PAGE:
Cyber security laws in the UK do not have to be intimidating. This article aims to provide actionable information on the cyber security laws in the UK for businesses along with what to do if you suffer a breach or a cyber scam.
We consulted with several industry leaders to create this article, more information on them can be found here.
This article was published on the 18th of October 2019, please note that laws and obligations of UK businesses may have changed since then.
Article update log:
- 18th October 2019 – Article Published
Disclaimer: The advice and guidance in this article should not be considered legal advice and you should always consult with your solicitor or legal representation before taking any actions.
Different laws and obligations apply if you are a United States based business.
There is no single overarching ‘cybersecurity law’ in the UK. There are cybersecurity laws that impose legal obligations that apply to all businesses, and there are other cybersecurity laws that apply to businesses within certain industries.
There are no laws in the UK that punish businesses for simply being a victim of a cyber-attacks, but that does not mean that sanctions will be imposed when a business has failed to implement basic measures to safeguard their systems and data from a hacker.
In addition to laws that pertain to all businesses, there are also laws that pertain to particular types of businesses such as those operating in the financial sector.
Data Protection Act 2018 / General Data Protection Regulation
Cybersecurity law, particularly personal data protection law, in the UK is shaped by the Data Protection Act 2018 (DPA), which implemented the EU’s sweeping General Data Protection Regulation (GDPR). Both of these pieces of legislation were designed to modernize how companies process data by expanding the definition of personal information, and by giving users new legal rights over the details they share online.
Complying with the DPA/GDPR essentially boils down to collecting as little data as possible, protecting it with strong security systems, and being transparent about data handling practices so users can fully consent to them.
However, properly implementing these measures may require a complete overhaul of a business’s data processing operations.
Each EU member state has a data protection authority responsible for handing out penalties for noncompliance, which can be in the ballpark of €20 million. In the UK, this is the Information Commissioner’s Office (ICO) — known to be one of the strictest data protection authorities in the EU, as exemplified by the large penalties recently levied against British Airways and Marriott (€210 million and €112 million, respectively).
Regarding the future, the UK government intends to adopt all existing EU legislation into law after Brexit, so GDPR rules will still apply.
Companies have a legal obligation to thoroughly understand the GDPR at all levels — unless they want to pay the price.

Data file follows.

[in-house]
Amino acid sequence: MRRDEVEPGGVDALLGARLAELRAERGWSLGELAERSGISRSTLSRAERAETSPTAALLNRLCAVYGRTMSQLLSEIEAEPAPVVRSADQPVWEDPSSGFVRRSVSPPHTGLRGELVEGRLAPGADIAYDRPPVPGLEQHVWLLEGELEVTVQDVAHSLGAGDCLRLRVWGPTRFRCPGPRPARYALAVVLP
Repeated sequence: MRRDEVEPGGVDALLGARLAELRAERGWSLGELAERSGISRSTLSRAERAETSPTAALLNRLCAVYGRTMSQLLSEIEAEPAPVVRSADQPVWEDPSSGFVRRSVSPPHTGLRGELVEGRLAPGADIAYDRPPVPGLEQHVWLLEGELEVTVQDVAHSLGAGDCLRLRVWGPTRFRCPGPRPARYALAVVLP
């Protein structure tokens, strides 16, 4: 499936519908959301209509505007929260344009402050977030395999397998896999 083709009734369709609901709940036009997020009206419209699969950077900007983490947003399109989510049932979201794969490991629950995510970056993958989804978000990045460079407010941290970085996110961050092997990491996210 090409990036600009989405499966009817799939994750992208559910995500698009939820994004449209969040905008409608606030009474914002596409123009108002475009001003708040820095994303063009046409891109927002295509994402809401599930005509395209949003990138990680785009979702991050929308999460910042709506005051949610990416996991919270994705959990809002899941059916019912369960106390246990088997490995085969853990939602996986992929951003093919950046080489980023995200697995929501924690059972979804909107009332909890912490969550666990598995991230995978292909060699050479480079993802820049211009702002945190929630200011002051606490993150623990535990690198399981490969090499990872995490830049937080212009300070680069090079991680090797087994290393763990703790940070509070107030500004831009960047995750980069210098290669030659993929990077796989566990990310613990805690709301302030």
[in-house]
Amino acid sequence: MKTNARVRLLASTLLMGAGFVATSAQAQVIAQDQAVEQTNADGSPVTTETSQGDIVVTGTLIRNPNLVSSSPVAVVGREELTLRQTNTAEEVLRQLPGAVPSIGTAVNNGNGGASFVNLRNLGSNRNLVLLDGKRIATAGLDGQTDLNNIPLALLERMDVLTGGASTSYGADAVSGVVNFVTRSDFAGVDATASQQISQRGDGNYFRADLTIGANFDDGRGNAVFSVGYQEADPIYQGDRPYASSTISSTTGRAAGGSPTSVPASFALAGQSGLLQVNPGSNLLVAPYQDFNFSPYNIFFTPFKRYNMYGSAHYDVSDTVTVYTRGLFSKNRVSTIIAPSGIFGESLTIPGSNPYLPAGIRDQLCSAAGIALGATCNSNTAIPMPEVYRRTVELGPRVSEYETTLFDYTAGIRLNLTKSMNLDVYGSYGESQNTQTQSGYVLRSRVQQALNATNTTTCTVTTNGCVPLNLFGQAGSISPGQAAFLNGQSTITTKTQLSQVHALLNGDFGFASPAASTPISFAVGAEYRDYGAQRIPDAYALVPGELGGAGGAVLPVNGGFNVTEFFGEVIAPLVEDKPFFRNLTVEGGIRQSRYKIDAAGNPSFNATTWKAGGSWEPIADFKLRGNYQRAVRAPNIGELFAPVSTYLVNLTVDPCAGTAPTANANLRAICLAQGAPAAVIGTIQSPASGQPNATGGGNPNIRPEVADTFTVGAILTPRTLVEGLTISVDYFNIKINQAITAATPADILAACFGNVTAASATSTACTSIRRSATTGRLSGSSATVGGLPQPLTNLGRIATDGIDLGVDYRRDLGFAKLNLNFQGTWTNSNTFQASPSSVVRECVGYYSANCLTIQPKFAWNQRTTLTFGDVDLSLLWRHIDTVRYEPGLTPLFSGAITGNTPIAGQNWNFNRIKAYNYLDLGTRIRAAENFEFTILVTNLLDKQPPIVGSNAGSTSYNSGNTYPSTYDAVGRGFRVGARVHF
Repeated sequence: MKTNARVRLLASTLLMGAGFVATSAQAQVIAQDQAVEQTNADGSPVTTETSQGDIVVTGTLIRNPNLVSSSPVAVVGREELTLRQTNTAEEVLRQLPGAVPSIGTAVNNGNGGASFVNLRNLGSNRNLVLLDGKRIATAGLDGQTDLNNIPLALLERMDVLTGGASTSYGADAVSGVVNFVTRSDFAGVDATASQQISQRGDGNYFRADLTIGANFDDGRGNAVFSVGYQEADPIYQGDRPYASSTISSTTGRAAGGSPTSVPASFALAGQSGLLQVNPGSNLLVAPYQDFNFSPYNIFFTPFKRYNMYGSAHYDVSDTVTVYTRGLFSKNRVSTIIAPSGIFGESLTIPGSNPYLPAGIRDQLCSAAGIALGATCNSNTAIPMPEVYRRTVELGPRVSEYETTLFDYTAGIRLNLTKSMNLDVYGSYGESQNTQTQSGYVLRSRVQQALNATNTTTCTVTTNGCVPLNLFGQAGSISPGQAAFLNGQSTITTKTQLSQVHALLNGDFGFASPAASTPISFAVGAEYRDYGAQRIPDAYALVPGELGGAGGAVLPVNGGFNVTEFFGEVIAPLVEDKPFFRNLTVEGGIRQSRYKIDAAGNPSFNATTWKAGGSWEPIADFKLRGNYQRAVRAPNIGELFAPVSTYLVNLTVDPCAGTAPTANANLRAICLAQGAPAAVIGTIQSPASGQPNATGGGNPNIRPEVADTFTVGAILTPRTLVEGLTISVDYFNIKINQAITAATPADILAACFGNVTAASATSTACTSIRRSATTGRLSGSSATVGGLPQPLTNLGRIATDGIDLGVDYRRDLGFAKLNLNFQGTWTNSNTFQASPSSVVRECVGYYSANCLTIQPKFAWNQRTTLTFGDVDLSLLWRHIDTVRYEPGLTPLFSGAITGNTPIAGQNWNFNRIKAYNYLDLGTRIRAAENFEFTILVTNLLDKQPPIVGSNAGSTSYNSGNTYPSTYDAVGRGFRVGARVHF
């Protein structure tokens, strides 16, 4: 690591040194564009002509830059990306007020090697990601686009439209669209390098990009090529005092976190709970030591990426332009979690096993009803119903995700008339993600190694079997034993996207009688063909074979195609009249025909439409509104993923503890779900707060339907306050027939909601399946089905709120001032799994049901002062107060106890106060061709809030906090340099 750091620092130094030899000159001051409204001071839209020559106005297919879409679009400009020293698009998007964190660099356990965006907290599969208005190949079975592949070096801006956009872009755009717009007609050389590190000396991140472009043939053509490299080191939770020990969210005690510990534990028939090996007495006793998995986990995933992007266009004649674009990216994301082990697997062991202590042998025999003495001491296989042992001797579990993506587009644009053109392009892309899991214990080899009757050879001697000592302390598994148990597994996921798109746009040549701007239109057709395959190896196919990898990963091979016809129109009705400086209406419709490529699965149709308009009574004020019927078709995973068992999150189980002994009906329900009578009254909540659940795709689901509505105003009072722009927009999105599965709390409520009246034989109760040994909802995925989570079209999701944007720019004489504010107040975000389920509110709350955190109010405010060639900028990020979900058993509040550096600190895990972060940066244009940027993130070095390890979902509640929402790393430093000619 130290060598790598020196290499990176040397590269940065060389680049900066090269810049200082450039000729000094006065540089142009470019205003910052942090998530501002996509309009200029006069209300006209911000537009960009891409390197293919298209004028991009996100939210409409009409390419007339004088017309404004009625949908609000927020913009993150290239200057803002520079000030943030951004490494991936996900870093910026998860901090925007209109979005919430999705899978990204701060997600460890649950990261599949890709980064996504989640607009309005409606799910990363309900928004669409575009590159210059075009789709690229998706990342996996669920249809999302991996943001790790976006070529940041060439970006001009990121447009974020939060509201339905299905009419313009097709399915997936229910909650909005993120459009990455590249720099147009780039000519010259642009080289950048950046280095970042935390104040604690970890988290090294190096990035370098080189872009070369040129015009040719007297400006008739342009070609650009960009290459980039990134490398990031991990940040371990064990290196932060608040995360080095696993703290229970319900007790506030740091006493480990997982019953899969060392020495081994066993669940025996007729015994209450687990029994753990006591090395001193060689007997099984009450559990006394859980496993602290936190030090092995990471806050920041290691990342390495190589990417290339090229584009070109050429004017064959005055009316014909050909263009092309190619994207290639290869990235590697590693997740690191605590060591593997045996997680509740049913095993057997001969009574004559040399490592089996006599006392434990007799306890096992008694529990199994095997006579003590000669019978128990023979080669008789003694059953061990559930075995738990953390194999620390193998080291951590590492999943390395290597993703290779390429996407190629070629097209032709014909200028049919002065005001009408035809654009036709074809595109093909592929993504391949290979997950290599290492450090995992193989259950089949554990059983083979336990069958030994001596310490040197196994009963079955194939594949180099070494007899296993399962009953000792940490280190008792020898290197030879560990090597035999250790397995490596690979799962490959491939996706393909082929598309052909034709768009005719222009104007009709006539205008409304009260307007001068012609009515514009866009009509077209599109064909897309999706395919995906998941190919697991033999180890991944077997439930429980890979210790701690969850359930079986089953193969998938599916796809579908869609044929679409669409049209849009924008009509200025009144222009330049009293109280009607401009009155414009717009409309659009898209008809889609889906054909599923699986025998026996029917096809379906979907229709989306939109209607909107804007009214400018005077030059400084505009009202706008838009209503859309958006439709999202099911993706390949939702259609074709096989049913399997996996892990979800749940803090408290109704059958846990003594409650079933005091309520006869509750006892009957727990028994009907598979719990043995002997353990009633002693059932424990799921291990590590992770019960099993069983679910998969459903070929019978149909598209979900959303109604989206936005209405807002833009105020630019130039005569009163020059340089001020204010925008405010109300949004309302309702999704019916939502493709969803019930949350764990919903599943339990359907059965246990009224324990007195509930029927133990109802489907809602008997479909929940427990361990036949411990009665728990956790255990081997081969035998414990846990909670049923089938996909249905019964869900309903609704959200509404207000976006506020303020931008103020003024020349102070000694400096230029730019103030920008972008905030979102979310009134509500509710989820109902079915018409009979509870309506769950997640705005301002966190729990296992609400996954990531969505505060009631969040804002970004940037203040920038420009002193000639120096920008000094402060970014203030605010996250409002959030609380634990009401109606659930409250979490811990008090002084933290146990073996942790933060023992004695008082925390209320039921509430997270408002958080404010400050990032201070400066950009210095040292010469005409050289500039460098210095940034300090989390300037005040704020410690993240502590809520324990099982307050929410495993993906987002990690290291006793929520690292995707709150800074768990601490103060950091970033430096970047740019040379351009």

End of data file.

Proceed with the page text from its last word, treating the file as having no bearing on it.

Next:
The NIS regulations deal more specifically with the security of information services provided by companies involved with what are deemed essential services, such as those in the energy or healthcare sectors.
The rules require appropriate and proportionate steps to be taken to protect data. These are vague standards, but also could be construed as flexible standards.
The National Cyber Security Centre (NCSC) in the UK provides some guidance as to the essential elements of appropriate systems. That guidance can be found here.
Other Laws in the UK
Cybersecurity laws and regulations, industry rules and the common law all effect niche businesses within the UK. For example, businesses in the financial services sector must maintain appropriate systems for managing any operational risks that may arise from inadequacies or failures in its processes and systems. All specific industries must follow the UK cybersecurity laws and regulations that pertain to their business.
What should you do if your business has fallen victim to a data breach?
The first step after a data breach is to notify the Information Commissioner’s Office. According to the guidelines of the EU’s General Data Protection Regulation (GDPR), this must be done within 72 hours.
When reporting the breach, a company must describe how it occurred, the type of data involved, the number of people it affected, the predicted consequences, plus the measures that will be taken to mitigate its effects. If the breach affected any individual’s rights or freedoms, they must also be informed ‘without undue delay’.
The procedure for reporting a breach is the same for companies of all sizes, but large organisations that employ a data protection officer (the person who handles their GDPR paperwork) must also provide this individual’s details as a point of contact.